U.S. judge won't dismiss Holocaust survivors' suit

U.S. judge won't dismiss Holocaust survivors' suit


A U.S. judge refused on Wednesday to dismiss lawsuits brought by Holocaust survivors against German and Austrian companies, throwing up a roadblock that could further delay nearly $5 billion in compensation payments to Hitler's victims.

Germany last July created a Holocaust fund to settle all the lawsuits brought by Holocaust survivors, who charged the country and its companies profited from Nazi atrocities, from slave labor to looting assets.

In return for agreeing to pay reparations more than half a century after World War II, Germany has insisted that all Holocaust-related lawsuits be dropped.

In one of the Bush administation's first major statements on Holocaust reparations, the State Department on Wednesday said it backed the Clinton administration's approach to the German cases.

Saying the decision by Judge Shirley Wohl Kram had delayed payments to one million Holocaust survivors, Richard Boucher, State Department spokesman, said in a statement: "We continue to support the German foundation and will do all we can to implement it and to bring some measure of justice to the long-waiting survivors."

The Bush administration has tapped the Clinton administration's top Holocaust negotiator to resolve outstanding issues - including Kram's decision.

In declining to dismiss the suits, the U.S. District Court judge, in a 27-page decision, said it was not fair to block other lawsuits Holocaust survivors might bring against Germany and its companies, according to a lawyer who represents Holocaust familes.

But Stuart Eizenstat, the Clinton administration's top Holocaust negotiator, disagreed sharply with that interpretation, saying: "No, the ruling did not attack the statement of interest." The term statement of interest refers to the novel approach devised to satisfy German demands that any new Holocaust lawsuits be barred.

In her decision, the U.S. judge also cited Germany's failure to fully fund the foundation. Though the German government has come up with its share of the funding - one-half - contributions from industry have lagged.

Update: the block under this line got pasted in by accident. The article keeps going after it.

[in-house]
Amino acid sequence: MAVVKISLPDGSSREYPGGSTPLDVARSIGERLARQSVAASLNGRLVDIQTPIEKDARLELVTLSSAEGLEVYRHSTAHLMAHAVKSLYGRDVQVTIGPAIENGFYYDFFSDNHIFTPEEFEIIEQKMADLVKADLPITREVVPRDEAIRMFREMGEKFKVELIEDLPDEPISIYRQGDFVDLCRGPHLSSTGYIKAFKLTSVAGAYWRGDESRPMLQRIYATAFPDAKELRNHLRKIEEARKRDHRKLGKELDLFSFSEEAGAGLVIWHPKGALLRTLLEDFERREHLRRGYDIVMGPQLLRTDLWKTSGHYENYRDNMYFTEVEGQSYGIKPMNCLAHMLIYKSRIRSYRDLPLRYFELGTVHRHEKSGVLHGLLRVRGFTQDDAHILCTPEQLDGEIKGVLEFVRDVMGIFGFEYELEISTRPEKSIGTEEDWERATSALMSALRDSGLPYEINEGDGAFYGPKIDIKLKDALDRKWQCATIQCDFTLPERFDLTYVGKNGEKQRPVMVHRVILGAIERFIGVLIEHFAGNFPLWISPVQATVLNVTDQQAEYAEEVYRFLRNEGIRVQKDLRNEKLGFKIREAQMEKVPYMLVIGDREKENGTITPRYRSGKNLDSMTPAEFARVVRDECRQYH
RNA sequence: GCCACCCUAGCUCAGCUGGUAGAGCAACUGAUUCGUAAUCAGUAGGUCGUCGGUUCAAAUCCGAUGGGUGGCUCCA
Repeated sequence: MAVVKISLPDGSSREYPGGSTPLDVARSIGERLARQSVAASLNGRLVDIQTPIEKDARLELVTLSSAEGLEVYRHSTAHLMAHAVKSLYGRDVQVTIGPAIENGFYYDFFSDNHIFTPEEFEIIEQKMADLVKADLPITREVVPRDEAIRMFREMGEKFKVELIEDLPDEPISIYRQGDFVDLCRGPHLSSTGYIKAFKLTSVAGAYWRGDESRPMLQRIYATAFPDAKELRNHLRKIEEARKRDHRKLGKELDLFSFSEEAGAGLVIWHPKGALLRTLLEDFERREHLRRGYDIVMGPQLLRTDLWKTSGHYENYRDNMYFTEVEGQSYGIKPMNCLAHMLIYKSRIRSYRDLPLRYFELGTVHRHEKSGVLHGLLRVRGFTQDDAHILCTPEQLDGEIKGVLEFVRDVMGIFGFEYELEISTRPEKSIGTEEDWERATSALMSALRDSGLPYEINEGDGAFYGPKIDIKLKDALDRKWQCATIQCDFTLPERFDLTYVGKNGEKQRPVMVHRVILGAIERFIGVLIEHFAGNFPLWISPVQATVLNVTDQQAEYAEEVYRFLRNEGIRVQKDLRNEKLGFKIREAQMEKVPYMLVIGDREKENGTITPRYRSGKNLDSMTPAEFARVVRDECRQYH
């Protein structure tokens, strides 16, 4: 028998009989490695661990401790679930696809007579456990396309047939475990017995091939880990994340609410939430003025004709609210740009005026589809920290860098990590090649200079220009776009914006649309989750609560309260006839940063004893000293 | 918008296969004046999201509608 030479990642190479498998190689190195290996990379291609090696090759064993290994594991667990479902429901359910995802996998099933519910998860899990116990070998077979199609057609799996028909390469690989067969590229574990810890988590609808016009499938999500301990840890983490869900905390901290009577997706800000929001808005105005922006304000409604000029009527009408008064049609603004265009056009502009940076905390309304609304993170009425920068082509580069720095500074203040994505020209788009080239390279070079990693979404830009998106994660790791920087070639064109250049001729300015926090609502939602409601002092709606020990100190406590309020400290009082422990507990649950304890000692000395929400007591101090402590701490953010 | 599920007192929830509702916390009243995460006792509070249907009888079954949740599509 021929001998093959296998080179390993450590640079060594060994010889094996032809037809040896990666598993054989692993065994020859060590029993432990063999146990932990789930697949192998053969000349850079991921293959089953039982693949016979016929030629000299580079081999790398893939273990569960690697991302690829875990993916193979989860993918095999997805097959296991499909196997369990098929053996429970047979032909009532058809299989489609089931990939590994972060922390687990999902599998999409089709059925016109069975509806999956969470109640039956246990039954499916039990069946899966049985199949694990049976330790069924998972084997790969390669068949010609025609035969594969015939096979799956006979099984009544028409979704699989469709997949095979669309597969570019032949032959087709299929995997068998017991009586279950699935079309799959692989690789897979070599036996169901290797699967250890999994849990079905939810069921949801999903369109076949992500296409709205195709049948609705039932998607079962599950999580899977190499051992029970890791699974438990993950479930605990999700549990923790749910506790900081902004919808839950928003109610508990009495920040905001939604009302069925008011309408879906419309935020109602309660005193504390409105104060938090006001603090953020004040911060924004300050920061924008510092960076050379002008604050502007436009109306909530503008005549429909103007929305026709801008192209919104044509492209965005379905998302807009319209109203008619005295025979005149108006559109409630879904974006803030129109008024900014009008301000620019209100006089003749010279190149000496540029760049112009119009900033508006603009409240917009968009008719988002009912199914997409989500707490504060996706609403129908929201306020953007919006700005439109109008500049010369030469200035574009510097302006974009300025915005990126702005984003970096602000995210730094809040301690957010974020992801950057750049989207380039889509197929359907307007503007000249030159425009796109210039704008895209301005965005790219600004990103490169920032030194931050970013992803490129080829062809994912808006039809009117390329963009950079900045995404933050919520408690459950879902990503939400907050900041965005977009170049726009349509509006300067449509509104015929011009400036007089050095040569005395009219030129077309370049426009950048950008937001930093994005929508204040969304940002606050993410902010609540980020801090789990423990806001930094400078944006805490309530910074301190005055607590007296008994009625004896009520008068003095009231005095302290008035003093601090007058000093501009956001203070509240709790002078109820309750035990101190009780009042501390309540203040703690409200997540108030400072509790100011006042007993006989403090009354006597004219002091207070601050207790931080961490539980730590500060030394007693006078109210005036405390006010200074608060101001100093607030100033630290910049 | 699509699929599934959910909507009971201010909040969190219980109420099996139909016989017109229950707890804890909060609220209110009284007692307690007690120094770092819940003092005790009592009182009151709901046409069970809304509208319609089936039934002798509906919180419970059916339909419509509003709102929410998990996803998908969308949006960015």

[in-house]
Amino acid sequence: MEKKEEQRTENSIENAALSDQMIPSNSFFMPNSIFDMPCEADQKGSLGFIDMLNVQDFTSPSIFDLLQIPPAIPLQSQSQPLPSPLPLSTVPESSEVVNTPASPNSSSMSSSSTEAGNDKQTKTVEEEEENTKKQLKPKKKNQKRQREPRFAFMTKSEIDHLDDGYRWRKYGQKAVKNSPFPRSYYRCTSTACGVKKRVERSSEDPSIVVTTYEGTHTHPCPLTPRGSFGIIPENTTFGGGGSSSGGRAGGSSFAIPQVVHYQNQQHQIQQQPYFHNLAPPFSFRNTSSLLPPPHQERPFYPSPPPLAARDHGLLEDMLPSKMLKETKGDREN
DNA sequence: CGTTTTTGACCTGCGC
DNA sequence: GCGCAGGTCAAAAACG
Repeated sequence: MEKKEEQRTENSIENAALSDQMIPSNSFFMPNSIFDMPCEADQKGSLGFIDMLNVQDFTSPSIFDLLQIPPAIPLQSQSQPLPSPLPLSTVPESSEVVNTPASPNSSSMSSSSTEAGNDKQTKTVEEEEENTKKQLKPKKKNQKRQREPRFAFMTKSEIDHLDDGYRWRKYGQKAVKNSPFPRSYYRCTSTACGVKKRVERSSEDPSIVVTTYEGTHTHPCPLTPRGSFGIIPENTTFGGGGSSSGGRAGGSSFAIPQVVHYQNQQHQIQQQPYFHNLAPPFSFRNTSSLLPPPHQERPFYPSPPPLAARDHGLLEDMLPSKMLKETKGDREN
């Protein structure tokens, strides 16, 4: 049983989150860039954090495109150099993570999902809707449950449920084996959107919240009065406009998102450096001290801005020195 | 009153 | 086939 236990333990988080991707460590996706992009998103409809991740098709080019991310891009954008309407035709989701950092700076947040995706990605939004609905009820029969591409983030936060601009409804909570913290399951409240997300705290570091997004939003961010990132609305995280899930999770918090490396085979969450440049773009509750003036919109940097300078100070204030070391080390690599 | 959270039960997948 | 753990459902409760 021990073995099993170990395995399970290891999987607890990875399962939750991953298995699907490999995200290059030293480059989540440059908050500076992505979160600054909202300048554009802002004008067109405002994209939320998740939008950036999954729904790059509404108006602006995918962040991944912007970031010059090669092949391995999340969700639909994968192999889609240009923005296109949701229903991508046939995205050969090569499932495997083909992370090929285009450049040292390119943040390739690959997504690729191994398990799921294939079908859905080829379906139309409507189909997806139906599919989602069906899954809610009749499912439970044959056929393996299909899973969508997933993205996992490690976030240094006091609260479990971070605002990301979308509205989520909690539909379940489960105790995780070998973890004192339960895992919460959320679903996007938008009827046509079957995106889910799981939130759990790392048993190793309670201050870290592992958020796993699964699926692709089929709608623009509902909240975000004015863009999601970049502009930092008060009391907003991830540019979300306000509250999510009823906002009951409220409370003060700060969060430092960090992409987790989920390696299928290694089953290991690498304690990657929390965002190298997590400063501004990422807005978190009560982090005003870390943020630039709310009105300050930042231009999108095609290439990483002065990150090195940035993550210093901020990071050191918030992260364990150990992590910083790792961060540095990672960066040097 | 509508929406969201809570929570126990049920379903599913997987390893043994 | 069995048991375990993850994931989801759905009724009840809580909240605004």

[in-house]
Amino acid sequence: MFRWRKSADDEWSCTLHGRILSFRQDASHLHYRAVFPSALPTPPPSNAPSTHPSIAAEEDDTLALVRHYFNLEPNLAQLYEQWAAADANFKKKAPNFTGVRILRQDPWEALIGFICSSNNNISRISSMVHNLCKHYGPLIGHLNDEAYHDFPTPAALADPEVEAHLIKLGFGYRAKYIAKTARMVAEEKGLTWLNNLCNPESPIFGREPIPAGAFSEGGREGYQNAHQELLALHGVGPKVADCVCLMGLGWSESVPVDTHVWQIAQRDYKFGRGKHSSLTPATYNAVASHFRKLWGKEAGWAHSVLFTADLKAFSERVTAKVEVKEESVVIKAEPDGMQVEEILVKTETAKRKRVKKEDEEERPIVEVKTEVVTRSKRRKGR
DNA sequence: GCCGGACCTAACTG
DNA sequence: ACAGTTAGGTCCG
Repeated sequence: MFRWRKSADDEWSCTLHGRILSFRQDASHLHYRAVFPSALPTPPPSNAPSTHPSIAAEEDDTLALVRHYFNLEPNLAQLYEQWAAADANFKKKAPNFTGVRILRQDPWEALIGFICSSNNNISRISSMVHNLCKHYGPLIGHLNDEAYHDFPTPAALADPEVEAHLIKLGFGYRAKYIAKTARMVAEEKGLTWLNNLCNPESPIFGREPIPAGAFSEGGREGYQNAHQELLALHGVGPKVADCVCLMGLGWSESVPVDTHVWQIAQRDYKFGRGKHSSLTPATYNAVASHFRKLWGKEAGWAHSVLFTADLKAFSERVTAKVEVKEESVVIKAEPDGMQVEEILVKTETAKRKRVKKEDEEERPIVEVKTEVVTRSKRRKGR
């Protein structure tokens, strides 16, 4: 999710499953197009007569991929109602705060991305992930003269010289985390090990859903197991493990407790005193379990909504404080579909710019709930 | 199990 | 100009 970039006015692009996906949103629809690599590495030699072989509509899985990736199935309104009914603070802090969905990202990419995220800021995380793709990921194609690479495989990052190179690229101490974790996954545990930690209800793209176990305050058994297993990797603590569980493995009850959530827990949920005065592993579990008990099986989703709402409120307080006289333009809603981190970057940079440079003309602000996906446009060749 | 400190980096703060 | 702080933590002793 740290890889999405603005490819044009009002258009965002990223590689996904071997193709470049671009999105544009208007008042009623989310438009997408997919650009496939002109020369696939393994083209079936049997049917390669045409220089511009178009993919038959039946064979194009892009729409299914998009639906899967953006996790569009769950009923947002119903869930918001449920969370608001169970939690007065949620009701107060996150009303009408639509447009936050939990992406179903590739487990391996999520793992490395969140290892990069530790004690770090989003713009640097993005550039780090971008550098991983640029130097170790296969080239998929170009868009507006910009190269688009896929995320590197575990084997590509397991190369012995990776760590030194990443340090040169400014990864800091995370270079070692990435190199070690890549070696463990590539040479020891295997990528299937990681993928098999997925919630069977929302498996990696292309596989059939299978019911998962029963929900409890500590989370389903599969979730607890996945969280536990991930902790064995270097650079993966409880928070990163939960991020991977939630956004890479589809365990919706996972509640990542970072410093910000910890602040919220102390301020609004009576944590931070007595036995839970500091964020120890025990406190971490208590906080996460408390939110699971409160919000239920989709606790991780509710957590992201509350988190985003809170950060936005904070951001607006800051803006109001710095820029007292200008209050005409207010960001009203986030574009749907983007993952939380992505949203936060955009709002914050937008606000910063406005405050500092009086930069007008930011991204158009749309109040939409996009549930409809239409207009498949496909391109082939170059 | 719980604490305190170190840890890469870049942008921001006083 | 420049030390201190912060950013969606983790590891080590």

Eizenstate, former deputy Treasury secretary, noted two other U.S. judges had accepted the German foundation and already dismissed cases brought by Nazi-era slaves and people whose pre-war insurance policies were never honored.


The judge told the plaintiffs they could ask her again to dismiss the cases once the German foundation was fully funded - and German banks answered charges they could be liable for running Austrian banks that helped loot Nazi victims. Germany annexed Austria in 1938.

Kram's decision so rocked some lawyers who represent Holocaust survivors they were considering trying to get an appeals court to overturn the judge. "The United States is currently studying the decision to determine what option might be available for further judicial review," Boucher said.

While the U.S. executive branch cannot tell the judiciary what to do, the federal government agreed to file a statement of interest with any courts hearing Holocaust cases to advise them the specially created German foundation was the one remedy for these claims.


Representatives of Holocaust survivors are under pressure to speed payments because this group is elderly, and dying at a rate of 10 percent to 15 percent a year.

"Many of the absent plaintiffs in this case have waited decades to receive compensation for their property claims, and it would be unjust to divert their claims to a forum whose funding remains in question," Kram wrote.

Elan Steinberg, executive director of the World Jewish Congress, which helped negotiate the German foundation agreement, told Reuters: "The foundation should begin to allocate the funds regardless. Holocaust survivors should not suffer at the whim of court rulings."

Israel Singer, WJC secretary-general, called on the United States and German governments to hold an emergency meeting to resolve the problems created by Kram's ruling so that payments can begin swiftly.

In Germany, a spokesman for the German government's fund representative declined comment until ex-Economics Minister Otto Lambsdorff had read Kram's decision.

Earlier, Lambsdorff said Chancellor Gerhard Schroeder had offered to take part in talks between the German parliament and industry over legal peace, the precondition for the firms to release cash to the fund.

The companies contributing to the fund believe legal peace should include something approaching a guarantee they will not face further related claims in the future.

The German parliament, which must certify legal peace under the legislation that set up the fund, appeared content with a looser definition of legal peace relating only to legal action filed before the July 2000 accord.

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